gms | German Medical Science

63rd Annual Meeting of the German Society of Neurosurgery (DGNC)
Joint Meeting with the Japanese Neurosurgical Society (JNS)

German Society of Neurosurgery (DGNC)

13 - 16 June 2012, Leipzig

Ischemic complications of temporomesial resection in epilepsy surgery

Meeting Abstract

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  • G. Neuloh - Neurochirurgische Kliniken, Universitätsklinikum Bonn; Neurochirurgische Kliniken, Universitäts-Klinikum Aachen
  • D. Dabir - Neurochirurgische Kliniken, Universitätsklinikum Bonn
  • H. Clusmann - Neurochirurgische Kliniken, Universitätsklinikum Bonn; Neurochirurgische Kliniken, Universitäts-Klinikum Aachen

Deutsche Gesellschaft für Neurochirurgie. Japanische Gesellschaft für Neurochirurgie. 63. Jahrestagung der Deutschen Gesellschaft für Neurochirurgie (DGNC), Joint Meeting mit der Japanischen Gesellschaft für Neurochirurgie (JNS). Leipzig, 13.-16.06.2012. Düsseldorf: German Medical Science GMS Publishing House; 2012. DocFR.14.09

doi: 10.3205/12dgnc297, urn:nbn:de:0183-12dgnc2977

Published: June 4, 2012

© 2012 Neuloh et al.
This is an Open Access article distributed under the terms of the Creative Commons Attribution License ( You are free: to Share – to copy, distribute and transmit the work, provided the original author and source are credited.



Objective: To determine the incidence, topological symptoms, prognosis and clinical relevance of ischemic complications of temporomesial resection in surgery for medically refractory temporal lobe epilepsy.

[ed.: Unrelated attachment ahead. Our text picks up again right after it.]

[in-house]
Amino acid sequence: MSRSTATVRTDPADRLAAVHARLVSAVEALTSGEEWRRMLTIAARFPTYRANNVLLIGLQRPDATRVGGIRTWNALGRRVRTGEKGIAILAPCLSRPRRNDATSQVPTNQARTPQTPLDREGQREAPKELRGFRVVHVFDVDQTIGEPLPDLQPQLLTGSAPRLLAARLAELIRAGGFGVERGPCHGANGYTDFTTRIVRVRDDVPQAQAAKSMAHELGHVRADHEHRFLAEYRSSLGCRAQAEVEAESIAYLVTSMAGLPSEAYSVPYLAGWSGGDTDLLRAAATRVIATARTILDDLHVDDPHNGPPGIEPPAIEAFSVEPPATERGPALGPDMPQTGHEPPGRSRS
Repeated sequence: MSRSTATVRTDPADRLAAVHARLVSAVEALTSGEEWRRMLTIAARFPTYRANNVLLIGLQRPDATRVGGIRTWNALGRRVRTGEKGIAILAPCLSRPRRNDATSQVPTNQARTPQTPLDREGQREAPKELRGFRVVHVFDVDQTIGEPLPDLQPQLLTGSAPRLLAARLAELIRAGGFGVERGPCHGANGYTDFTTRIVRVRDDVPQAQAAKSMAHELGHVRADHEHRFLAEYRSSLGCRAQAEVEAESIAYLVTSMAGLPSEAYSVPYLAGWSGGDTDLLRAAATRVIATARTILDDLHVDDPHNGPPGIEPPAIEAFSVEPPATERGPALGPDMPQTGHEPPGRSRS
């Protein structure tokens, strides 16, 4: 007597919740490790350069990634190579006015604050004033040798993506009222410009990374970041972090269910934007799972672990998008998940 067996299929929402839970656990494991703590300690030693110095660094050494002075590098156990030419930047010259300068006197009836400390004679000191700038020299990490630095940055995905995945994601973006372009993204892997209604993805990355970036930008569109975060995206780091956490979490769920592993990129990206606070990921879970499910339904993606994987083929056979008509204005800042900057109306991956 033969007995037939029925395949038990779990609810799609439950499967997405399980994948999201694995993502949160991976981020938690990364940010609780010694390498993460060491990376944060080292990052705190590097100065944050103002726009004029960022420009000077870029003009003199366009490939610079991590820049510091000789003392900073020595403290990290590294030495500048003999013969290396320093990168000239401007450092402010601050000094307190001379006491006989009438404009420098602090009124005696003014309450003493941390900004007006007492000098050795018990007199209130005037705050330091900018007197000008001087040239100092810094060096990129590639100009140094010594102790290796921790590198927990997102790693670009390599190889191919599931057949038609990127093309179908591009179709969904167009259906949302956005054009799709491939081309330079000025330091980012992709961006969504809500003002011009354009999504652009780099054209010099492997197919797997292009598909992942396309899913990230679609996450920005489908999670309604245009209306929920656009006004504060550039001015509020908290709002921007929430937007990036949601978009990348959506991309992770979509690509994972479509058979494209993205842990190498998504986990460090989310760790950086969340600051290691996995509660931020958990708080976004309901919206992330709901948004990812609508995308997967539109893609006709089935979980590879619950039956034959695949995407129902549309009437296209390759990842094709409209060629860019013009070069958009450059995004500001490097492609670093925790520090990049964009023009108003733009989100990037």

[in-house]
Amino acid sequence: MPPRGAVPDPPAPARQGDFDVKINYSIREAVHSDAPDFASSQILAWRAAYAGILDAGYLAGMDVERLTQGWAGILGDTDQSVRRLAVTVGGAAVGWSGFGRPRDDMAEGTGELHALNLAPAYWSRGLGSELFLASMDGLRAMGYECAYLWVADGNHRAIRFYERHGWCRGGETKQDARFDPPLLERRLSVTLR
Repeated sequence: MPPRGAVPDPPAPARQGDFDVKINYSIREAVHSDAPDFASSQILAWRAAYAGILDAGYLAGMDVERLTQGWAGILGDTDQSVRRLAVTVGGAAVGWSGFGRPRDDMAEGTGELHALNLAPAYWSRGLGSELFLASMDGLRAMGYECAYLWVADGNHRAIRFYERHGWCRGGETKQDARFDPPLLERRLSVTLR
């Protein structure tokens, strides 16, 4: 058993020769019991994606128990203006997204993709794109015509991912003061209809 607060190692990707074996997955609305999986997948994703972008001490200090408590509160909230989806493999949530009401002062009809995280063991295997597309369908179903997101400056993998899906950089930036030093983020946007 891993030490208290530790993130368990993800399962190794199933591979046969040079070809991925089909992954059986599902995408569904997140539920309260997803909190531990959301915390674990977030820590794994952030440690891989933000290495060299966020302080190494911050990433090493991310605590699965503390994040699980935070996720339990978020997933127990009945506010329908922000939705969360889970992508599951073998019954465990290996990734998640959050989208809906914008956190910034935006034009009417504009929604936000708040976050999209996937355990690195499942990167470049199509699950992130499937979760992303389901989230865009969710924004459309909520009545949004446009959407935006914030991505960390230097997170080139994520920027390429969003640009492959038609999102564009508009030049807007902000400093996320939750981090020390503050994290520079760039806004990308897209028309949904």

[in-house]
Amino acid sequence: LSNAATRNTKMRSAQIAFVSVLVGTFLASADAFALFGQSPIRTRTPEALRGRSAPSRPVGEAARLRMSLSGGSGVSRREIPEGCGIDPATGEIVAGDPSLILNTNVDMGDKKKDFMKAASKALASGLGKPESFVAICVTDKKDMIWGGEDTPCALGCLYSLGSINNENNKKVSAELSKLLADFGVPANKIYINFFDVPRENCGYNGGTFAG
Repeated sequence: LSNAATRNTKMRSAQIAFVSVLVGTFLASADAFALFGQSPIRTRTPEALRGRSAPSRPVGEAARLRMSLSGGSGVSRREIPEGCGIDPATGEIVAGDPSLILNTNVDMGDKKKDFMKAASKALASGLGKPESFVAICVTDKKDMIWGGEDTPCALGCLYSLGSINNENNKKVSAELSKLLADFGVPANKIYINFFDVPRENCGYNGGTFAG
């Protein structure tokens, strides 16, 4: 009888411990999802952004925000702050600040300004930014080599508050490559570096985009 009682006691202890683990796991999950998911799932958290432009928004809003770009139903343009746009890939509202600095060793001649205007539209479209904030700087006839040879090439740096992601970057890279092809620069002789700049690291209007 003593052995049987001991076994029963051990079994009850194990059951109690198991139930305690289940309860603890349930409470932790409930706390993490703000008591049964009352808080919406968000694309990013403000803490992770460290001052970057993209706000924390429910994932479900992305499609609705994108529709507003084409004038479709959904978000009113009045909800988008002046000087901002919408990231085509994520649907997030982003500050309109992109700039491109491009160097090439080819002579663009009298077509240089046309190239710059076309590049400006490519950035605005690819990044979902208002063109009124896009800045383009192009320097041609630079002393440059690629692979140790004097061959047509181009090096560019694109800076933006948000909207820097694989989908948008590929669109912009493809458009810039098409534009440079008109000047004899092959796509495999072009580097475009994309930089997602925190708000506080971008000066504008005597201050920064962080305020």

Methods: A prospectively collected database of 422 cases (49.3% females, median age 36 (3–73) years) of mesial temporal lobe epilepsy surgery (312 selective amygdalohippocampectomies, 110 other procedures) was retrospectively evaluated. In cases with new neurological deficit, postoperative imaging was revisited for ischemic complications. Follow-up data after 3.5 (2–8) years were obtained in structured telephone interviews.

Results: There were 14 instances of postoperative focal ischemia (3.3%). The vascular territory involved belonged to the anterior choroidal artery in 10, to the posterior choroidal artery in 2 and to the thalamoperforating vessels in 2 cases. A new postoperative hemiparesis occurred in 9, a visual field deficit in 7, and an aphasia in 4 patients. At follow-up, 13/14 (93%) patients with surgery-related ischemic complications were independent in daily life activities, however only 8/14 (57%) had returned to work.

Conclusions: Focal ischemia is an infrequent, but significant complication in temporomesial epilepsy surgery, which occurs unpredictably through affection of minor or perforating vessels. The vascular territory and the related clinical syndromes (hemiparesis, visual field deficit) depend on the site of critical dissection (ambient cistern). Long-term morbidity is mild, however, many patients cannot return to work despite independency in daily life activities. These observations highlight the importance and implications of vascular complications in non-vascular, resective brain surgery.